A change of offense should benefit Tulane and Lee
If you always wondered what option football would be like at Tulane University, you are about to get your answer this fall.
The amicable departure of quarterback Tanner Lee, a pure pocket passer, will only accelerate the transformation to head coach Willie Fritz’s
spread option attack.
At his introductory press conference in December, Fritz said the following: “We led the nation in rushing the last two seasons.”
Then he added: “I am going to adapt to our personnel.”
It was a nice try to leave the door ajar for Lee and a host of receivers. But Fritz was brought to Tulane to run a system.
In 2015, at Georgia Southern, four players had at least 682 rushing yards. At Tulane, the leading rusher was Dontrell Hilliard with 646 yards.
At Georgia Southern, Eagles’ quarterbacks threw 137 passes all season. Tulane’s quarterbacks threw 403 times.
Georgia Southern's leading receiver caught 16 passes. Tulane's leading receiver was Teddy Veal with 48. Veal has left the program.
But the bottom line for any football program in college football today is winning and scoring points. Fritz won eight of 12 games this past season at Georgia Southern. Including the bowl game, which Fritz did not coach, Georgia Southern scored 43 points or more in 10 games.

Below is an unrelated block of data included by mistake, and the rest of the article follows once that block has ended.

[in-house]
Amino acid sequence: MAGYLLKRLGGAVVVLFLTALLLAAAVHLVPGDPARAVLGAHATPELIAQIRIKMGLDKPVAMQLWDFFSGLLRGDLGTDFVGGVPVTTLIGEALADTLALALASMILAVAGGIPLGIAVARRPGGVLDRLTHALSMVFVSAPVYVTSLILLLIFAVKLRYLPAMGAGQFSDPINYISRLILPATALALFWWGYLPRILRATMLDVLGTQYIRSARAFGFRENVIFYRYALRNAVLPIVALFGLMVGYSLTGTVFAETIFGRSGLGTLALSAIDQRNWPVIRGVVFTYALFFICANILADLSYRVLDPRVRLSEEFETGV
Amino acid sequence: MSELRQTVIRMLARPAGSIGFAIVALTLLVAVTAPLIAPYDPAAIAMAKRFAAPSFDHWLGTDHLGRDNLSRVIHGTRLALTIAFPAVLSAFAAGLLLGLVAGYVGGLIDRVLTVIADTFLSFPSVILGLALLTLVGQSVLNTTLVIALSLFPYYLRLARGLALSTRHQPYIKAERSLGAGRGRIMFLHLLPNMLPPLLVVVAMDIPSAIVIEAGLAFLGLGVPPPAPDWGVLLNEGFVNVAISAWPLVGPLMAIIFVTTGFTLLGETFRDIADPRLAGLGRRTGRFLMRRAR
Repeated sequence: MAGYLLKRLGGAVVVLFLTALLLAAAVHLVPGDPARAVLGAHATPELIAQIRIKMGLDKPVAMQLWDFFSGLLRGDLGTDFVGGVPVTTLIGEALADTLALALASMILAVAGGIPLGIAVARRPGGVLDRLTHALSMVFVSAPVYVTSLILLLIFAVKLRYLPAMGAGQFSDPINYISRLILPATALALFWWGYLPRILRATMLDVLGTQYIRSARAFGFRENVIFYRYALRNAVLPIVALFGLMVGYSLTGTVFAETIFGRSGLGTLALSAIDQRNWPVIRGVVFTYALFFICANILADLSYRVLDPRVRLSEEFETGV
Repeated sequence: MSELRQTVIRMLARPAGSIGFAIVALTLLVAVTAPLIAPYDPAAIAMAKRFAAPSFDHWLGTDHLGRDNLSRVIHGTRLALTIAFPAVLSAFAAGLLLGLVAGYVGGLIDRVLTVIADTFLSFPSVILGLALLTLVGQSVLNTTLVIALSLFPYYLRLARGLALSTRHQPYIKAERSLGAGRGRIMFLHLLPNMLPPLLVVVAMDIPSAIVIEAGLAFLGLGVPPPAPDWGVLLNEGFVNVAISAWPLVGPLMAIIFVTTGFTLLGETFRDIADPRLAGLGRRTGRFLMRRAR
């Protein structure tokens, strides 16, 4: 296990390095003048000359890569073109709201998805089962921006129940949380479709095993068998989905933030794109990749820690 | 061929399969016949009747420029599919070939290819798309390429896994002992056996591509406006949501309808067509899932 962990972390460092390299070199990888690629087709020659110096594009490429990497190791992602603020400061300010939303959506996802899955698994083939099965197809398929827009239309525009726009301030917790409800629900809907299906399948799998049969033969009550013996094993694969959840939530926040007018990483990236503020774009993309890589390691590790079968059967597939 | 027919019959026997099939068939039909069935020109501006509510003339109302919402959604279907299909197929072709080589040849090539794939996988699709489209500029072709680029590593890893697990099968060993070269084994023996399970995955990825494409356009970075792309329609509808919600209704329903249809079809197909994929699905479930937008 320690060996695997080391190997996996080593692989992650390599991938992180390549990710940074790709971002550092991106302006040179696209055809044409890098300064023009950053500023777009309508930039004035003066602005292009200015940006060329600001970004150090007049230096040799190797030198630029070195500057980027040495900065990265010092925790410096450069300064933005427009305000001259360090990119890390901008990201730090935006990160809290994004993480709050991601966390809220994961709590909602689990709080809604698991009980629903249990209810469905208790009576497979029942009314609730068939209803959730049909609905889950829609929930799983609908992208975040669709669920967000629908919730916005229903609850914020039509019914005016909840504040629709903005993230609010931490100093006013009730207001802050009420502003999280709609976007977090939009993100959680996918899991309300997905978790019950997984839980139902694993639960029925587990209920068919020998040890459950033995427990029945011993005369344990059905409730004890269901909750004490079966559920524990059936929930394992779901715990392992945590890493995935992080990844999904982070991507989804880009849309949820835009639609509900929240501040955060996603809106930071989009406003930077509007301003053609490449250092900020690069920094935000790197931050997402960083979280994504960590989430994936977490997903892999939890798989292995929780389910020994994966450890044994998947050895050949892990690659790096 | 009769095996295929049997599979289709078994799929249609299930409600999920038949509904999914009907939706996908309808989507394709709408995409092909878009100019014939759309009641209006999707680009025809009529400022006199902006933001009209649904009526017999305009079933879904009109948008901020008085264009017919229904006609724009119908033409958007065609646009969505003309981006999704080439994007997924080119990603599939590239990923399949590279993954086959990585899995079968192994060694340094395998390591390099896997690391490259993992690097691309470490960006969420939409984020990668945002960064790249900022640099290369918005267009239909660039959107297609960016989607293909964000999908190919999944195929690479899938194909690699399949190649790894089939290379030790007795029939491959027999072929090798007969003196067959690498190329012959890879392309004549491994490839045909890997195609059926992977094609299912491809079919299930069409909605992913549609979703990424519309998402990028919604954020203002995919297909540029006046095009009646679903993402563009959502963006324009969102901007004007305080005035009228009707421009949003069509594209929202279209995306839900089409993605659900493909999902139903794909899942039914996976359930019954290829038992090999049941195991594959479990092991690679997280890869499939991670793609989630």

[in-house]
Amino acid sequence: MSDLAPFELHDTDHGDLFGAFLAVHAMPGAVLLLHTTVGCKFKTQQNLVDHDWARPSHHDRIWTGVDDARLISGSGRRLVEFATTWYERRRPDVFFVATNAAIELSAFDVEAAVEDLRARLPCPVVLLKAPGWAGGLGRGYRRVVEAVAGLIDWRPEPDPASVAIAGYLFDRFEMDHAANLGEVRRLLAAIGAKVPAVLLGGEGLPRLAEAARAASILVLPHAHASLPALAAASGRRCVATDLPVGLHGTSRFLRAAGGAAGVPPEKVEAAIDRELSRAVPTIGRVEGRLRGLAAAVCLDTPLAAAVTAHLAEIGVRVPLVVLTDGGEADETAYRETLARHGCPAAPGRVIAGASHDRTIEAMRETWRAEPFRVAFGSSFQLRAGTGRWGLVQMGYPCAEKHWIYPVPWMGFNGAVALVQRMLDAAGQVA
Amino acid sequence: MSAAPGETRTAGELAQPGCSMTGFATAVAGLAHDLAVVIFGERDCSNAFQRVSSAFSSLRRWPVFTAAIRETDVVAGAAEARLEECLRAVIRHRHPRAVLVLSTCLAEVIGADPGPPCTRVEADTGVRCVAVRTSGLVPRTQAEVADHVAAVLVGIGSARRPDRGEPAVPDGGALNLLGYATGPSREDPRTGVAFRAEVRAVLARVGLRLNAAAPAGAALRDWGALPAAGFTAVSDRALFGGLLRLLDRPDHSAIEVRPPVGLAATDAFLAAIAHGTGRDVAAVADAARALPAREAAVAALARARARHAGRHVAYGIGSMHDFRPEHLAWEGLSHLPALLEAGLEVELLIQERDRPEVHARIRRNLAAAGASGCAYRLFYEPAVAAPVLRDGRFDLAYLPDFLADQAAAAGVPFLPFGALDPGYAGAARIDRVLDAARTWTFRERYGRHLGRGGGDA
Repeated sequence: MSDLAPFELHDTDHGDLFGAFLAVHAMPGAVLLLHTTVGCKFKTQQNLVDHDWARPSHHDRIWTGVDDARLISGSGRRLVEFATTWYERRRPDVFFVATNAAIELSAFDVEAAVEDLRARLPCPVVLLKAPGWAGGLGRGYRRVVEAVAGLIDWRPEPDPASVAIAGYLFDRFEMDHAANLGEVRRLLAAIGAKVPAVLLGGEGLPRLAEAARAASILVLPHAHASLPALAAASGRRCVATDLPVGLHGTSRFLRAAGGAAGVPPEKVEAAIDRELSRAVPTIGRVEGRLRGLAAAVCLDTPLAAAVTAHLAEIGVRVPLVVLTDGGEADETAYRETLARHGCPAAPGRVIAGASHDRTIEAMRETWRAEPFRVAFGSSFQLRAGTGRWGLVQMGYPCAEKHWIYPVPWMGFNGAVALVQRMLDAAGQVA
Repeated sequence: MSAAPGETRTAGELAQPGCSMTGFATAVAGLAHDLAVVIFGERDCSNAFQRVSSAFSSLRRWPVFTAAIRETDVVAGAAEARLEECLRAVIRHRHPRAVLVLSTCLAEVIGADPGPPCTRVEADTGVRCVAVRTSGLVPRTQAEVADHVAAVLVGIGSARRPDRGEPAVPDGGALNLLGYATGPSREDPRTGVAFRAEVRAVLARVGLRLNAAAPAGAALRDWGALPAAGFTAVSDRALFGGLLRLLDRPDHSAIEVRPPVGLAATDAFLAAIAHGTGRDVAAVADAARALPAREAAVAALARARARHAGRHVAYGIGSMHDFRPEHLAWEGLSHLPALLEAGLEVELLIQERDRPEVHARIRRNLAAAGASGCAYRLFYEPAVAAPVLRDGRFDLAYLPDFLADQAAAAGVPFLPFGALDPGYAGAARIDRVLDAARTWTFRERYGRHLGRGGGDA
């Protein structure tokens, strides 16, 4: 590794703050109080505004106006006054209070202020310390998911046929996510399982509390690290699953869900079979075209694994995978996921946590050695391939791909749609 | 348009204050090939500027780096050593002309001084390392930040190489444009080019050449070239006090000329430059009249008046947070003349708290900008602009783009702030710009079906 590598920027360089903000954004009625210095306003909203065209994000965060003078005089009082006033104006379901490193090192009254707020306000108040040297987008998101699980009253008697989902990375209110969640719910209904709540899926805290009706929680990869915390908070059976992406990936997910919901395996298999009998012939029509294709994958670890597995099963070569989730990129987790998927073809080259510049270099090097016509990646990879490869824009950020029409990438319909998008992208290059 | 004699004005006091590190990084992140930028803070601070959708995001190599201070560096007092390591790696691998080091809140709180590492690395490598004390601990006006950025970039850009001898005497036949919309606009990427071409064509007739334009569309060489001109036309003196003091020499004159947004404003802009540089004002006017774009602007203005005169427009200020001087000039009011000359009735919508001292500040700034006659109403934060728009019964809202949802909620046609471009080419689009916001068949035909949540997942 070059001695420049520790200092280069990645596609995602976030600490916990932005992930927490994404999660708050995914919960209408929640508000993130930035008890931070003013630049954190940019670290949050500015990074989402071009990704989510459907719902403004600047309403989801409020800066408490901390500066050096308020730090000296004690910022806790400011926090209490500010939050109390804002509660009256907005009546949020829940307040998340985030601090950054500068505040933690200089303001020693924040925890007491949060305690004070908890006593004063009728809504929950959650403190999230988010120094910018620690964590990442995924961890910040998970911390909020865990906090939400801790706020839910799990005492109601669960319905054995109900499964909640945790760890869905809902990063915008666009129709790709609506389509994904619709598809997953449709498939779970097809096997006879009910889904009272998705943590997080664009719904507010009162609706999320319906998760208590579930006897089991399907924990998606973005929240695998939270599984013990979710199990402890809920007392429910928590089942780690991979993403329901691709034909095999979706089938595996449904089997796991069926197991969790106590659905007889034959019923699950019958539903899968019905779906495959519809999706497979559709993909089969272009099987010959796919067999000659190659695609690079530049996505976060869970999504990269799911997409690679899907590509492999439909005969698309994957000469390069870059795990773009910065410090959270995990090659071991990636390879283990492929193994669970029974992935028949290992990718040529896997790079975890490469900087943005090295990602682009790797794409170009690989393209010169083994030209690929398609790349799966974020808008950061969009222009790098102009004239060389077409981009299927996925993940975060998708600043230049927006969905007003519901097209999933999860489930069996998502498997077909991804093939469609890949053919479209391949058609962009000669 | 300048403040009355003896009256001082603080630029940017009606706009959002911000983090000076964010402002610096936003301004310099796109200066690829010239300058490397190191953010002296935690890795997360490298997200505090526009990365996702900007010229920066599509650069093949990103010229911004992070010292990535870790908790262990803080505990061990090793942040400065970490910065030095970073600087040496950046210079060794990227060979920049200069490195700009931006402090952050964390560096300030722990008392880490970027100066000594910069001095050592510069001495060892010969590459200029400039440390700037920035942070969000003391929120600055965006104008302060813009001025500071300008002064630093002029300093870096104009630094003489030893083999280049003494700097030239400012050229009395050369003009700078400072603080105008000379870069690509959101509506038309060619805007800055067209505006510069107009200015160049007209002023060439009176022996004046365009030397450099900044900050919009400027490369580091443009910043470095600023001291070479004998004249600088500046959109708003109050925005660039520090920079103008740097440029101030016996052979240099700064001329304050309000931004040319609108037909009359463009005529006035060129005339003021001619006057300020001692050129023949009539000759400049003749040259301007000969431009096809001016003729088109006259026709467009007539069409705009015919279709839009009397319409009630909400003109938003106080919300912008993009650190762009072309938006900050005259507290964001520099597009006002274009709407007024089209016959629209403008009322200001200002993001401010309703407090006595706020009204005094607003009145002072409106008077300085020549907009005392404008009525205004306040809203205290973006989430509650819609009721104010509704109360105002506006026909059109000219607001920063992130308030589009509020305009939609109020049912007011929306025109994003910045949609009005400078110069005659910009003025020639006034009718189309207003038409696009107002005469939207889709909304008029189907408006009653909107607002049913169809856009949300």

Tulane scored 40 or more once – 45 points in a win over Central Florida. In four games, the Wave scored seven or fewer points.
I would not be surprised if both Fritz and Lee are successful. Fritz will run an offense that doesn't place a premium on outstanding offensive linemen. Recruiting talented big guys has always been a problem for the Green Wave.
And, if Tulane can control the football on offense, its defense will be on the eld for fewer minutes. If so, the Green Wave can get by on the defensive line with a shorter rotation.
As for Lee, my take has always been the same: Put him behind a quality offensive line and give him good skill players to get the ball to, and he will. Don't look at his completion percentage (51.8) but at his skills.
Lee is a tough quarterback and a proven leader. And, if you watch some of the bad quarterback play in the National Football League, you can arrive at only one conclusion: A tall pocket passer who can make every throw will get his chance in the pro game soon.
By then, Fritz may have turned Tulane football into a consistent winner. It would be a win-win for both.